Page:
The third part of Scheidel's argument tackles the most obvious problem with the second part: If Europe is less likely than other places to be united under imperial rule, how to explain Rome? Scheidel's answer is ingenious. He argues that the unification of all the lands around the Mediterranean, along with significant parts of Atlantic and Danubian Europe, was an inherently low-probability event. But the Roman Republic fortuitously hit upon a form of social, political, and military organization that, once established, proved almost impossible to stop before it had conquered all of those lands and reached its natural and social limits. Once established, it proved to have considerable staying power, but eventually it collapsed and, like Humpty Dumpty, could not be put back together again.
In China, the collapse of the Han Empire was followed after an interval by the reconstitution of an imperial state by first the Sui and then the Tang. But the collapse of Rome led to the emergence of a particular kind of polycentric system, which proved not only stable but expansive, spreading beyond the lands once controlled by Rome to other parts of Europe. And so, Scheidel concludes, the first Great Divergence between Europe and the rest of Eurasia happened in the sixth century. It made the second Great Divergence possible, leading eventually to the Great Escape.
The first main element of Scheidel's argument is almost certainly correct, and it is in line with what a range of authors have posited. The second part is one that I have been skeptical about in the past, but Scheidel makes a persuasive case. He does an especially impressive job of deploying two techniques that more historians should use. One is geopolitics—the connections between geography, the natural environment, and the social orders that people create. The other is counterfactuals through which he tries to determine whether the course that history took was contingent or determined.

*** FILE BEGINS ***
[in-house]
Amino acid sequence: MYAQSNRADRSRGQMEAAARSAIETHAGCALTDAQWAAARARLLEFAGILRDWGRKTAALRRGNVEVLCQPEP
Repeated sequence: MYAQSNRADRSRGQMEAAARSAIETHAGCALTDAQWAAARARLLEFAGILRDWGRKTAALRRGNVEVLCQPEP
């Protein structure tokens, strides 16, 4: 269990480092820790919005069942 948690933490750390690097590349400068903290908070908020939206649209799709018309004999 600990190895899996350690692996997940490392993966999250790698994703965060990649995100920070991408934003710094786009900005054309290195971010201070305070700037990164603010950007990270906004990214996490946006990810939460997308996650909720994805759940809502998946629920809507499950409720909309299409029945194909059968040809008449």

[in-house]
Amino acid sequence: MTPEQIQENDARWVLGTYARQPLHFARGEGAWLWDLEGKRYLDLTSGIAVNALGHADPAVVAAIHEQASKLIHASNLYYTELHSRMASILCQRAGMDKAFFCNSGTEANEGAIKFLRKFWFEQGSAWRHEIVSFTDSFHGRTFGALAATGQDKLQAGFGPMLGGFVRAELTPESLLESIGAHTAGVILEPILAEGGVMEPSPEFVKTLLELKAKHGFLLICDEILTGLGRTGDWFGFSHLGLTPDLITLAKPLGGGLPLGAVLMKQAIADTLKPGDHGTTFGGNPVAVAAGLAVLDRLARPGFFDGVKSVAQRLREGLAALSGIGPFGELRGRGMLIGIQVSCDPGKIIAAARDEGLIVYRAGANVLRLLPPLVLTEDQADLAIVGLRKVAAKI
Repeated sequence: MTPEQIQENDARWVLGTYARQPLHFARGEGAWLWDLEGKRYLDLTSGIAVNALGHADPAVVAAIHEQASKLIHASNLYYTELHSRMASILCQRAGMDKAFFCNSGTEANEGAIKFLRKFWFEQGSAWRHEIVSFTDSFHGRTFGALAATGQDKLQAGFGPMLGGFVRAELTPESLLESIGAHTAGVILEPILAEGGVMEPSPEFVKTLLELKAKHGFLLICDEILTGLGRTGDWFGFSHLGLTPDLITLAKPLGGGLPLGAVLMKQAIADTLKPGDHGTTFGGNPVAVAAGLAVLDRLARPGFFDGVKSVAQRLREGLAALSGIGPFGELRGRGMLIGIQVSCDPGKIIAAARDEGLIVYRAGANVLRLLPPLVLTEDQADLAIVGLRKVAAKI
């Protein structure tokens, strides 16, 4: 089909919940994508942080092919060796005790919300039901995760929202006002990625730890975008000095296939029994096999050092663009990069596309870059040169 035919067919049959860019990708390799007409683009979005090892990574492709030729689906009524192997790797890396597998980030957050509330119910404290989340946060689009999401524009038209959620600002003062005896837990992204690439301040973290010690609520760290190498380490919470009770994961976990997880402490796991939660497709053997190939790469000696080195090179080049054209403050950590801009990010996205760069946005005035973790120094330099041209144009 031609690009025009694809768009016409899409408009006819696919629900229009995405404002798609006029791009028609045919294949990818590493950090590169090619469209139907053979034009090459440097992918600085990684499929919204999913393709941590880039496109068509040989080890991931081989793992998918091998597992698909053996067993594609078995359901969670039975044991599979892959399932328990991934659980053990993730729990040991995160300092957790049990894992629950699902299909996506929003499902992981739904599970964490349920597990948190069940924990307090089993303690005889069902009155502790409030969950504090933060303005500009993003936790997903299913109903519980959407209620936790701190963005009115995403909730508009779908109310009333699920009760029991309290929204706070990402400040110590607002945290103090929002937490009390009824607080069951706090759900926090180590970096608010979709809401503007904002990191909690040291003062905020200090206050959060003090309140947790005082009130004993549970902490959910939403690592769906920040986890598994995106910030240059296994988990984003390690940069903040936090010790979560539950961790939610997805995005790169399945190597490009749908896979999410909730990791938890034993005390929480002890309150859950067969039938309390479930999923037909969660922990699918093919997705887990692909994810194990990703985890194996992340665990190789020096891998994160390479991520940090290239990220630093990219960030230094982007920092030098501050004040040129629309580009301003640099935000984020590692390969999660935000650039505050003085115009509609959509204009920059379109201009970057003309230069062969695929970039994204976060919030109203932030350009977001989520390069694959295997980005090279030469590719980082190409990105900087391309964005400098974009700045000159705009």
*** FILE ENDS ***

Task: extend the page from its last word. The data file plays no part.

The third part of his argument is more problematic. Scheidel argues convincingly that, once the Western Roman Empire collapsed, the chances of its being revived were vanishingly low. But he is much too dismissive of the chances that either Habsburg Spain or Bourbon France could have emerged as a hegemonic power (though he's right that neither could have unified Europe the way Moscow did the Russian realms). A hegemonic power would have had the same stultifying effect as an empire, particularly if combined with a restored Catholic monopoly.
That did not happen for two reasons. The first was Habsburg Spain's failure to defeat the Dutch, something that I'd argue was highly contingent. The second and more structural reason involves the military revolution of 1450–1650, in which warfare was transformed by the introduction of gunpowder. The pre-existing division of Europe meant that several powers simultaneously adopted the new military techniques, so no one gained a sufficiently decisive head start. This created a dynamic in which blocking alliances arose to check any potential hegemon.
The bigger problem with the third part of the argument is this: If polycentrism is the key to innovation, why did it take so long to result in the second Great Divergence and the Great Escape?
Scheidel writes as though there is a single continuous process running from the ninth century to the 18th. That is not plausible. The solution, which strengthens his basic model, is to argue that political polycentrism per se is not enough. One needs a certain kind of polycentrism, one where states have stable frontiers and stable systems of government. These systems must be powerful enough to check local predators and social resistance to innovation but not so powerful that they can smother the innovators. And they must be embedded in a stable system of interstate relations.
This never appeared in Southeast Asia (which is otherwise a puzzle) or during the episodes of fragmentation in the Middle East and South Asia. It also did not exist fully in medieval Europe. It did appear in Europe after the military revolution of 1450–1650 and was consolidated by the Treaty of Westphalia, which established an institutional order that regulated the relations between the competing states without a higher authority (such as the medieval papacy). You can still argue that this was the high-probability outcome of the way Rome collapsed, because that collapse gave rise to a system in which the military revolution could have the results that it did.
The perils of empire are visible everywhere today, and so are the drawbacks of a web of constraints that check experimentation and impose conformity. Ian Morris concluded his praise of empire in human history by arguing for an American world imperium. This book is the antidote to that dangerous vision. We owe our current good fortune, Scheidel reminds us, to the collapse of one of the world's greatest empires and the failure of every attempt since to revive it.